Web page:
• Create new charter school accountability.
  • Empower districts to create local accountability plans widthout giving overriding authority to county offices of education.
Under state law, the governor has the power of the "line-item" veto to blue-pencil or reduce appropriations in the spending bills sent to him by the legislature. The constitution gives him until June 30th to sign the budget.

For more detailed information, see CTA's 2013-14 State Budget Highlights.


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Experts Debunk New “Study” Slamming Teacher Preparation Programs

Educators are criticizing a newly released, corporate-funded study  that labels virtually all teacher preparation programs in the United States – and especially those in California – as failing.

The harsh reactions are coming to the Teacher Prep Review released by the National Council on Teacher Quality, which claims the study is “an unprecedented evaluation of more than 1,100 colleges and universities that prepare elementary and secondary teachers.”

Critics of the report, including Stanford University Professor Linda Darling-Hammond,  a nationally recognized education expert, have noted that the “comprehensive” report is “nonsense,” nothing but a paper review of course descriptions and has nothing to do width the quality of the programs.

Theresa Montaño, a California State University Professor, makes the case that the report hits California’s teacher preparation programs for the very thing that helps build a strong teaching force: educating a diverse workforce and sensitizing them to the challenges of today’s multi-ethnic classroom.

Supt. of Public Instruction Tom Torlakson told L.A Times Reporter Howard Blume, "It's disappointing that this report applied a one-size-fits-all checklist. Those who are serious about examining the quality of teacher preparation efforts will have to look elsewhere for more reliable and useful information."

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Capitol News: CTA and Measure Agree - Being Homeless is Not a Criminal Offense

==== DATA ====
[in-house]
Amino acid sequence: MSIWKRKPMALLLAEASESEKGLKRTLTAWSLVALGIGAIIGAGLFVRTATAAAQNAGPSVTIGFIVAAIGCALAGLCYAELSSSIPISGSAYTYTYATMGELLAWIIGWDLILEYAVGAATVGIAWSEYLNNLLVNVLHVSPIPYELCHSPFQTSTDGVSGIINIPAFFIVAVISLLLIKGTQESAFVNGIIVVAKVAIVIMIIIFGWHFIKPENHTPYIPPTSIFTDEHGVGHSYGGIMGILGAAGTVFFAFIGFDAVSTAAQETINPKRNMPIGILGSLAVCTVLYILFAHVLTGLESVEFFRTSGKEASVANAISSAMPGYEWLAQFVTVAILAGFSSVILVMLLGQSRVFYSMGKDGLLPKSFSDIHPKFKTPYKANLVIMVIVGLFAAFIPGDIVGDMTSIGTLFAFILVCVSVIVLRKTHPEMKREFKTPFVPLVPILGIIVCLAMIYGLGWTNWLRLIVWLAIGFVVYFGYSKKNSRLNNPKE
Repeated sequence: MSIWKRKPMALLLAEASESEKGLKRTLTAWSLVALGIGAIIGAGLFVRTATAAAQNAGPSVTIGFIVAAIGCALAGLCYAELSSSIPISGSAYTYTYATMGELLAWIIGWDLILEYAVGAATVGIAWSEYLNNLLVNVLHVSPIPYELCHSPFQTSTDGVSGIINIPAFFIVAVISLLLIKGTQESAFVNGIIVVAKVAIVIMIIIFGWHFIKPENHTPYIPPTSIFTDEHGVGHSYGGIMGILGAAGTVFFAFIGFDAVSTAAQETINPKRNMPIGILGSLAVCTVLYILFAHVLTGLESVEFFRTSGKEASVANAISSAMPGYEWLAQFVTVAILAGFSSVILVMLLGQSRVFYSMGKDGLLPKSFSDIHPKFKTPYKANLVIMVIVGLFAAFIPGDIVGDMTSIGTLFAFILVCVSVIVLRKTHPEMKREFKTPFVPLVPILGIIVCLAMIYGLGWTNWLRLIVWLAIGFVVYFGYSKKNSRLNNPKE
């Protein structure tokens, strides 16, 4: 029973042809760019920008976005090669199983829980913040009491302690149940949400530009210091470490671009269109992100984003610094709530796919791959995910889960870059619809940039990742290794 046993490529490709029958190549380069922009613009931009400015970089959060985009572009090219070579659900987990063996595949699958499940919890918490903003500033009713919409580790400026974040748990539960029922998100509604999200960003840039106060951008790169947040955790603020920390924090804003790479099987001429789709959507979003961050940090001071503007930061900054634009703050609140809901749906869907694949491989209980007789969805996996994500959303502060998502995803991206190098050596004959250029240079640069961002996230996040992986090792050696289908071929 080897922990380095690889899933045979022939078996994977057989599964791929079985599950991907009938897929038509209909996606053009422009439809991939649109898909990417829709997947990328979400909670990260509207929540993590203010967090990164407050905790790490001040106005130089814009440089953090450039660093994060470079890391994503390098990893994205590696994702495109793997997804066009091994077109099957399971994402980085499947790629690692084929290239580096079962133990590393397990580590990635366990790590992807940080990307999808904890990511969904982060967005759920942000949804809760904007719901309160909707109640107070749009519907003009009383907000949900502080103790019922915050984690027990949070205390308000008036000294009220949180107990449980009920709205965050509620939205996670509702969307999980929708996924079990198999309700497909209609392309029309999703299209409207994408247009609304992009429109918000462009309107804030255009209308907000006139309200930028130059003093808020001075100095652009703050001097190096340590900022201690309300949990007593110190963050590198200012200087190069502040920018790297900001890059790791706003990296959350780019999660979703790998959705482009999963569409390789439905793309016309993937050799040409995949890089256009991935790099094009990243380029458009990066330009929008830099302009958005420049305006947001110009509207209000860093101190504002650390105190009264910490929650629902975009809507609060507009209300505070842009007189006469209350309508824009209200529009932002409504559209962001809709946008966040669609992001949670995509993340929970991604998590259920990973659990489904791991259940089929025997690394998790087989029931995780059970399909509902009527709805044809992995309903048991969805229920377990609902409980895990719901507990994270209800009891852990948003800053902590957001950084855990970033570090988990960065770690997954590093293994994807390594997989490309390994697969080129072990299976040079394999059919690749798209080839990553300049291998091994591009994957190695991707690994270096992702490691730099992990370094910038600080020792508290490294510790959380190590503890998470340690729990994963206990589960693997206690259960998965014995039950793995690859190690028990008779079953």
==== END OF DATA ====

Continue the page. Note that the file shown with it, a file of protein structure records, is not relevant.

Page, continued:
A CTA-backed bill, AB 652 by Assembly Member Tom Ammiano (D-San Francisco), echoes a key element of the Association's policy: "CTA believes that the mere fact of homelessness does not equate to abuse or neglect."

Ammiano's bill would modify current law, the Child Abuse and Neglect Reporting Act, to acknowledge that the fact a child is homeless or is classified as an unaccompanied minor is not, in and of itself, a sufficient basis for reporting child abuse or neglect.

Without the bill's passage, persons mandated to report suspected child abuse or neglect could be at risk professionally and criminally for not reporting children whose parents or guardians are homeless.

According to the author, "It is hard to imagine a youth desiring to be taken into police custody or returned by police to a home the youth has fled. Many of the unaccompanied minors on the  street are foster youth that have fled the child welfare system and feel the system has failed them. Allowing the mandated reporters to report not solely based on the youth's homeless status would serve to remove barriers to services so as alleviate the homelessness and its risks."

Current law considers teachers and other educational support professionals among the "mandated reporters."

The bill cleared the Assembly floor on a 51-23 vote. The bill now goes to the Senate.